Resawing by Hand Doesn’t Have to Be Slow
4 years ago I built a frame saw based on the famous plate by Andre Roubo. Since then every project has been a guilty pleasure to find boards I can resaw and use. Building and learning to use one of these monster frame saws has really changed my woodworking and the way that I choose lumber for my projects. So in addition to this live session, I have pulled a lesson from the Hand Tool School vault and am offering it for sale individually.
More Resawing?I briefly touched on resawing with a regular hand saw and then why the frame saw is the better option. I mentioned several project videos where I used resawing to complete it, both with and without the frame saw. Here are those posts.
A Solid Tool Foundation You Can Build With and On
When you first get started woodworking the tools and acquiring them is a fun and exciting aspect of the experience. But it can also be very daunting as there seems to be so many tools we need just to build the first project. And tools are expensive making the task of acquiring a starting set even more difficult.
This doesn’t have to be true and you will find that a small set of tools can stretch a very long way and get you building quickly. Moreover it will light your path to future tool acquisitions by showing you clearly where a task could be made easier with a more specialized tool. For instance, a chisel can pretty much do anything in woodworking, but using just a chisel for some thing is just plain awful. But the chisel can do it so on that first project you may spend a bit more time with chisel and saw to cut that rabbet and when the next project comes around you invest in a rabbet plane. Slowly you start to build a comprehensive tool kit as the tools are needed.
As you add on specialty tools, you also have built the fundamental skills that will allow you to work without those specialty tools and this will come back to reward you when weird situations comes up that only a chisel can tackle. Or strong understanding of the saw, plane, and chisel will shorten the learning curve on a new tool.
Here’s the Important Bit
Which Tools Do I Reach For the Most
My tool cabinet is the final project for Semester 1 of The Hand Tool School. It combines every bit of knowledge crammed into one project. Its overengineered for sure just so that I could fit every single joint from the semester into it.
It took me a long time to build my cabinet, but it took me even longer to figure out the storage inside. I kept setting up chisel racks and plane cubbies and stuff and then switch them around. I kept searching for the best way to store things in the most efficient and ergonomic way. I built projects while working from the cabinet and started to realize which tools I needed the most and refine how I grouped them and where I stored them. The result is a highly optimized tool cabinet where everything has a place and that place is specifically chosen through building projects.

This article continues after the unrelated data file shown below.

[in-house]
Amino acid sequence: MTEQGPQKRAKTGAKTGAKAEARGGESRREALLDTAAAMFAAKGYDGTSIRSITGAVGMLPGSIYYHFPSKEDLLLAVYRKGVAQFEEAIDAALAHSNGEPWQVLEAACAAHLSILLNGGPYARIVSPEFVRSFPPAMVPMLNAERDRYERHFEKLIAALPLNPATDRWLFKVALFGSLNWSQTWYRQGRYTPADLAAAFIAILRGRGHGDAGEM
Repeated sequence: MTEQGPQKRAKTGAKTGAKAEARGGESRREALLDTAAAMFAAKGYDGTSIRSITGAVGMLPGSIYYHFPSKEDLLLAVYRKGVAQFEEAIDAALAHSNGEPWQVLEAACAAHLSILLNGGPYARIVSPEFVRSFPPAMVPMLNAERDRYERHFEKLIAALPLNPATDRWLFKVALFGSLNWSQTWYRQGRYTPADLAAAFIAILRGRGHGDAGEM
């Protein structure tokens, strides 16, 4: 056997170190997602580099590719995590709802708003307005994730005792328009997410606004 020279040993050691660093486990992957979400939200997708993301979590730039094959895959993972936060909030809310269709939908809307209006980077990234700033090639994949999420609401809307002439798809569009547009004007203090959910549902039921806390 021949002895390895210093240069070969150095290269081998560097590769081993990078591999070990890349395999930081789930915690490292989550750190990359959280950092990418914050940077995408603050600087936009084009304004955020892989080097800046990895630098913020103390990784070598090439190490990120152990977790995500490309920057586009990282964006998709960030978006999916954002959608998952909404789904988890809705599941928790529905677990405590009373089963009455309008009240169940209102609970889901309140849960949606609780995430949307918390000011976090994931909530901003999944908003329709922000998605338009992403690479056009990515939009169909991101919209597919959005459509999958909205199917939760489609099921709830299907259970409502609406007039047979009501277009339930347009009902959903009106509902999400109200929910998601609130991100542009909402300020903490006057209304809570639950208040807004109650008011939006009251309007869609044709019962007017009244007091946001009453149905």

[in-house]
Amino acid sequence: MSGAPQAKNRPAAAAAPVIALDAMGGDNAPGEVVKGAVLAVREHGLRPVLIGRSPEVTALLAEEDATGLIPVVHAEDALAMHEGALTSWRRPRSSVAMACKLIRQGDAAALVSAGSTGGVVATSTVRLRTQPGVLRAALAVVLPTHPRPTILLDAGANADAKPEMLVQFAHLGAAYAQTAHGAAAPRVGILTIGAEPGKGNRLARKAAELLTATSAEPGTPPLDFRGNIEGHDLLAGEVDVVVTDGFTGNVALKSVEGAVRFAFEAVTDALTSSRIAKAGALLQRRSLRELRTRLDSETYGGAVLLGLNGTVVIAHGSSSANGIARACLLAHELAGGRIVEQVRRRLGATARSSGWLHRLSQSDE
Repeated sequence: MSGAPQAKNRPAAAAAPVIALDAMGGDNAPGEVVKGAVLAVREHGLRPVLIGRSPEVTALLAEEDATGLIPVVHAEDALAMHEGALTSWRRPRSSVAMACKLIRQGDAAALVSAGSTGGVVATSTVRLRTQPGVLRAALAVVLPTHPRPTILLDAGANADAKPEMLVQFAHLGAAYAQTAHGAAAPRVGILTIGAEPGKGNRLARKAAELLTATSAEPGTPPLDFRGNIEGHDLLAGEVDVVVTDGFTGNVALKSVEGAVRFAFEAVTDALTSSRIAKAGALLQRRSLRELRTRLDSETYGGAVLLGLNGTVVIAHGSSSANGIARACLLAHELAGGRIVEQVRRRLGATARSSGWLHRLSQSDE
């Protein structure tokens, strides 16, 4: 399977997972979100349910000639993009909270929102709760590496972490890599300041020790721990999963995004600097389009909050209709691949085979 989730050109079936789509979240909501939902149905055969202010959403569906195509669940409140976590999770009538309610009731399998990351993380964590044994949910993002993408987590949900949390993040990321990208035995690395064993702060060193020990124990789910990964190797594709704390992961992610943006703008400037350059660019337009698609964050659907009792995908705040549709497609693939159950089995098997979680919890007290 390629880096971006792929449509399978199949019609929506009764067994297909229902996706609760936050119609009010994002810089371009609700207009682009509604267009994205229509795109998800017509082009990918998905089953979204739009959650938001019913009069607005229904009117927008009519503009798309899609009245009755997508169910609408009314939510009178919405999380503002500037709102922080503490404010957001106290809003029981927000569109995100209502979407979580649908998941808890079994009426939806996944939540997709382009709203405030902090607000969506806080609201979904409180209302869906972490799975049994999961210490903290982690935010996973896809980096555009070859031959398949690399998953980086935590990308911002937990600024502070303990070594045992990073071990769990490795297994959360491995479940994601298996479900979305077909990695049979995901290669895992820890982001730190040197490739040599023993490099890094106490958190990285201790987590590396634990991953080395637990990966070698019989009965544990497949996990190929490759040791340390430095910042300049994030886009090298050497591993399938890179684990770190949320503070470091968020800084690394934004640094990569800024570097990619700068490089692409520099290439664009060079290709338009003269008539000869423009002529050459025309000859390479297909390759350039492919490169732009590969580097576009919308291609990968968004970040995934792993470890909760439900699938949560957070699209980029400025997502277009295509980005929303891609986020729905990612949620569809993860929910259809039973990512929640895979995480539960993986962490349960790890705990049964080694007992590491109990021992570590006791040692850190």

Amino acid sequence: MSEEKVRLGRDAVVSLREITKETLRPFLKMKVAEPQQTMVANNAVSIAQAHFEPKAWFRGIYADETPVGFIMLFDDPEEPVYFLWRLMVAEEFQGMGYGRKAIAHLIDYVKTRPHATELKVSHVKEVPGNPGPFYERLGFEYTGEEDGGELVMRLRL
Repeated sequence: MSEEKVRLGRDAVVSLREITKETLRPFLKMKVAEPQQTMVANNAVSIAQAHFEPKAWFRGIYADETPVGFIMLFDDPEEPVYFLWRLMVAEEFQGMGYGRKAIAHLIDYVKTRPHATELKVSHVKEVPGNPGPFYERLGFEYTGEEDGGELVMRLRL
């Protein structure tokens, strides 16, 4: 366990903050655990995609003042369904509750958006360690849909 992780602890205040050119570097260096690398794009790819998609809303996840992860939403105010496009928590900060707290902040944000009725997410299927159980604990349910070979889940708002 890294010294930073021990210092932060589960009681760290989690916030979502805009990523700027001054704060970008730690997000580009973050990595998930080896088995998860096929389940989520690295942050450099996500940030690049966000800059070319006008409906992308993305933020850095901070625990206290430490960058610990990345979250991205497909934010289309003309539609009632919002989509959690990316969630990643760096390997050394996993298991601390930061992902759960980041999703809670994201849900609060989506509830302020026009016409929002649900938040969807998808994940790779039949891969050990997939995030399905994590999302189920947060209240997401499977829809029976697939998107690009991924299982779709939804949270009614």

This makes my cabinet not just a storage option, but as refined and efficient a tool as my workbench.
A Powerful Tool for a More Enlightened Age
This week I show you how to sharpen a vintage pattern maker’s gouge, also known as an incannel gouge. Then I show you 5 examples where I’ve found them to be really useful in my own woodworking adventures. Oh yeah and we have a fun little history lesson on the Pattern Maker thrown in just so you can get your continuing education credits for the week.
More Old Tools Get New LivesHere are some other old and unusual tools I’ve come to love and how I put them back to work, plus more sharpening stuff cause you guys can’t get enough of that:
Lumber Stuffs, Get It Here
First, let me apologize about the static in this audio. I specifically did this same demonstration with the same hardware at the same time last week and I had great sound. All I can figure it the radio on my phone (no wifi) was interfering with the wireless lav mic. If I do it again I’ll get a wired lav mic. Anyway, this session is all about you and the questions you have about lumber, the lumber industry, buying lumber, choosing lumber, etc, etc.